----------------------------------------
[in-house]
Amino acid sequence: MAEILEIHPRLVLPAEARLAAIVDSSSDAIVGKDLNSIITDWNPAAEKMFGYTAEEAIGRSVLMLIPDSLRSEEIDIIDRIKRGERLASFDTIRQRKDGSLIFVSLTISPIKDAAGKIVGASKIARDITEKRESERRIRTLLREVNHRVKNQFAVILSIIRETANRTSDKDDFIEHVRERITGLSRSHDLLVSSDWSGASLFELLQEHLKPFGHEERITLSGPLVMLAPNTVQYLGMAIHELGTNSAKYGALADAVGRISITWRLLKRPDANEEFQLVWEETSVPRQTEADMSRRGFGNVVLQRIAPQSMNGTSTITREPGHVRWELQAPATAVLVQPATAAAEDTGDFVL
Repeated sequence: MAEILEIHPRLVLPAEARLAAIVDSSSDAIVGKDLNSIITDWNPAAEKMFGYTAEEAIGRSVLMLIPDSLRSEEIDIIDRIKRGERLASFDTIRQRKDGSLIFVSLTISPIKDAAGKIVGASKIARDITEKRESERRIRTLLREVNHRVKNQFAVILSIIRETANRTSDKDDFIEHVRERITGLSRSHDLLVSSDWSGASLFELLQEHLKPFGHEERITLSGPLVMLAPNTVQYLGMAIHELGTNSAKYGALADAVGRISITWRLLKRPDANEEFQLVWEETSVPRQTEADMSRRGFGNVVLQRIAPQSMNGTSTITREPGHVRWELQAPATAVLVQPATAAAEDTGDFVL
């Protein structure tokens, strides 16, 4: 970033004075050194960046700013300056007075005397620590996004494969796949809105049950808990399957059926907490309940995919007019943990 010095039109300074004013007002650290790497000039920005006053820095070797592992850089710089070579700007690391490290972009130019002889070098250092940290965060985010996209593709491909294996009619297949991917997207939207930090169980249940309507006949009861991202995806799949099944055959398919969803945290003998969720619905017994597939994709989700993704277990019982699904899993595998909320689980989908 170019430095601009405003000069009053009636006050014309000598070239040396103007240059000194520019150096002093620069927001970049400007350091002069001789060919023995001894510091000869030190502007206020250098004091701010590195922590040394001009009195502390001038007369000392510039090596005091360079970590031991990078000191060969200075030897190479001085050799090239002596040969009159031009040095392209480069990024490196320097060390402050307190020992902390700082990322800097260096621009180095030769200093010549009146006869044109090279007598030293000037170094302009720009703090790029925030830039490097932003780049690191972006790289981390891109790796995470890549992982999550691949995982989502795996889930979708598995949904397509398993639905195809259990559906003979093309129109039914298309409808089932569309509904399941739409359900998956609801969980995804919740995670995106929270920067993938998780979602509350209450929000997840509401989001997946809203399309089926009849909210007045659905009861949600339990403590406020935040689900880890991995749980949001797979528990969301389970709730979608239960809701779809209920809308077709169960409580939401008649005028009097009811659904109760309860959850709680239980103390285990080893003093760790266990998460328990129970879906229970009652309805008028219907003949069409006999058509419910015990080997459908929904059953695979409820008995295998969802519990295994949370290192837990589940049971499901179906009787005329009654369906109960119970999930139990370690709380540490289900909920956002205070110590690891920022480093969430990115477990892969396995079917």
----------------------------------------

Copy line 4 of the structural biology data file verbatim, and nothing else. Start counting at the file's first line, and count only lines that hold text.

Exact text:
């Protein structure tokens, strides 16, 4: 970033004075050194960046700013300056007075005397620590996004494969796949809105049950808990399957059926907490309940995919007019943990 010095039109300074004013007002650290790497000039920005006053820095070797592992850089710089070579700007690391490290972009130019002889070098250092940290965060985010996209593709491909294996009619297949991917997207939207930090169980249940309507006949009861991202995806799949099944055959398919969803945290003998969720619905017994597939994709989700993704277990019982699904899993595998909320689980989908 170019430095601009405003000069009053009636006050014309000598070239040396103007240059000194520019150096002093620069927001970049400007350091002069001789060919023995001894510091000869030190502007206020250098004091701010590195922590040394001009009195502390001038007369000392510039090596005091360079970590031991990078000191060969200075030897190479001085050799090239002596040969009159031009040095392209480069990024490196320097060390402050307190020992902390700082990322800097260096621009180095030769200093010549009146006869044109090279007598030293000037170094302009720009703090790029925030830039490097932003780049690191972006790289981390891109790796995470890549992982999550691949995982989502795996889930979708598995949904397509398993639905195809259990559906003979093309129109039914298309409808089932569309509904399941739409359900998956609801969980995804919740995670995106929270920067993938998780979602509350209450929000997840509401989001997946809203399309089926009849909210007045659905009861949600339990403590406020935040689900880890991995749980949001797979528990969301389970709730979608239960809701779809209920809308077709169960409580939401008649005028009097009811659904109760309860959850709680239980103390285990080893003093760790266990998460328990129970879906229970009652309805008028219907003949069409006999058509419910015990080997459908929904059953695979409820008995295998969802519990295994949370290192837990589940049971499901179906009787005329009654369906109960119970999930139990370690709380540490289900909920956002205070110590690891920022480093969430990115477990892969396995079917």